From the Cabrini Shrine website: “Mother Cabrini discovered this property in 1899 as she drove her horse and buggy to the remote northwest edge of New York City. She purchased land at what is now 190th St. and Fort Washington Avenue to build a school for middle-class girls, the tuition from which was used to fund orphanages and free schools for the poor. Mother Cabrini always found great peace of mind and personal tranquility whenever she visited this site. A bench upon which she liked to meditate remains for visitors to sit upon.

Cabrini died at Columbus Hospital in Chicago, Illinois, in 1917. On July 7, 1946 she was canonized as a saint by the Roman Catholic Church. New York’s Cabrini Shrine opened in 1959.

Inside the Cabrini Shrine, photo by Greg Young, taken 2019

From the website:

“Mother Cabrini’s remains were then transferred to the Shrine, where she now rests. A pictorial mosaic composed of Carrera marble, Botticino marble, and gilded Venetian glass surrounds the altar, depicting significant scenes from Mother Cabrini’s life. A towering three-story stained-glass image of St. Cabrini at the back of the chapel overlooks the Hudson River. It features an unusual mid-century composition of pieced stained glass with painted details. The carefully restored carriage Mother Cabrini drove when she visited West Park sits beneath it.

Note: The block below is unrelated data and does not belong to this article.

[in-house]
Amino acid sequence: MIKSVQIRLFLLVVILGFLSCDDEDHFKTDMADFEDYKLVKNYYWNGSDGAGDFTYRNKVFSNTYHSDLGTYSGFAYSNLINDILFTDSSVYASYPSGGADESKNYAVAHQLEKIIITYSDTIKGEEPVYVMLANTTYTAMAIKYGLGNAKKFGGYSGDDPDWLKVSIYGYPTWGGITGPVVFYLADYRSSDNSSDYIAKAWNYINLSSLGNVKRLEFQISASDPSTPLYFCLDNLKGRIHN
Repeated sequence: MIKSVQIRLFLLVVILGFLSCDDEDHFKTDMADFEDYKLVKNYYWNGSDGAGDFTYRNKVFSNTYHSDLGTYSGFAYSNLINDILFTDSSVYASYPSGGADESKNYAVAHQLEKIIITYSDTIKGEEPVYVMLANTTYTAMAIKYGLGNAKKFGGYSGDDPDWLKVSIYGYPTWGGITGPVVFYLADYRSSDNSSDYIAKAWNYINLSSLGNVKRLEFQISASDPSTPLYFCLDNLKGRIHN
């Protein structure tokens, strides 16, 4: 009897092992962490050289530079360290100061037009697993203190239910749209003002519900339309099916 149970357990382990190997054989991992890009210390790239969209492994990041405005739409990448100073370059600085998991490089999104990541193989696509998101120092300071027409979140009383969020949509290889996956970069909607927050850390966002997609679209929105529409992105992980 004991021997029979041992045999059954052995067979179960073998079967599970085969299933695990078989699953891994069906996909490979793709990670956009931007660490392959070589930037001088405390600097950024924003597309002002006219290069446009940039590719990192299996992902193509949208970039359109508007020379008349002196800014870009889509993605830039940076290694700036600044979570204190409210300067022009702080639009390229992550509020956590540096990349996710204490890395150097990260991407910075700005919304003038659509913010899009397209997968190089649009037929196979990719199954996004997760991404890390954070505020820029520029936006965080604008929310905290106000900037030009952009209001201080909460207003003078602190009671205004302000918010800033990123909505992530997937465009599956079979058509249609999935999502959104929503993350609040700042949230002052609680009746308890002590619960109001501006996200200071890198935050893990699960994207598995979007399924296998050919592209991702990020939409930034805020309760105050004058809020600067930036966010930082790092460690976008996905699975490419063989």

You could find Cabrini’s influence all over the place today, far and wide, 67 institutions throughout the United States, hospitals, orphanages, Catholic schools.

The National Shrine of Saint Frances Xavier Cabrini is located in Chicago on the spot of Columbus Hospital (which she had founded in 1905). According to the Shrine’s website: “The room where Mother Cabrini died has been preserved and is currently on exhibit inside the National Shrine of Saint Frances Xavier Cabrini.”

In 2020 a statue devoted to the life and work of Mother Cabrini was placed in New York’s Battery Park:

And there’s also a statue of Cabrini standing at the Church of the Sacred Hearts of Jesus and Mary & St. Stephen in Carroll Gardens, Brooklyn. This likeness, installed in 2021, specifically celebrates her connection to Brooklyn. In the 1890s she founded a school for Italian immigrants in the neighborhood of Red Hook. Today Mother Cabrini Park at President and Van Brunt Streets marks the spot where that school once stood.

Photo by Greg Young

For more information on Mother Cabrini listen to the Bowery Boys 2019 podcast Saving the City: Women Of The Progressive Era.

3 replies on “In honor of Mother Cabrini: Places to pay tribute to the American saint”

Her head is in Italy and an arm bone in Chicago, but the rest of her remains are in the shrine in New York.

I thought her incorrupt heart was in Italy, not her head?

If anyone is interested in learning more about her, and by “more” I mean “more than just a biography”, I think the best way is to read her letters. There’s a book out that has 17 of her letters, written to the missionary sisters, and they’re really, REALLY great. You can find it on Amazon. It’s called “Letters From the Voyages of St. Frances Cabrini”.

I saw the movie yesterday 3/9/24 the movie was great. I was born on President between Columbia St and Van Brunt, so as a child we all had an epiphany for Mother Cabrini, but I was told the school was a house on Van Brunt and the church was always St, Charles Chapel…All I can say is Red Hook especially President St, was a great place to grow up !!!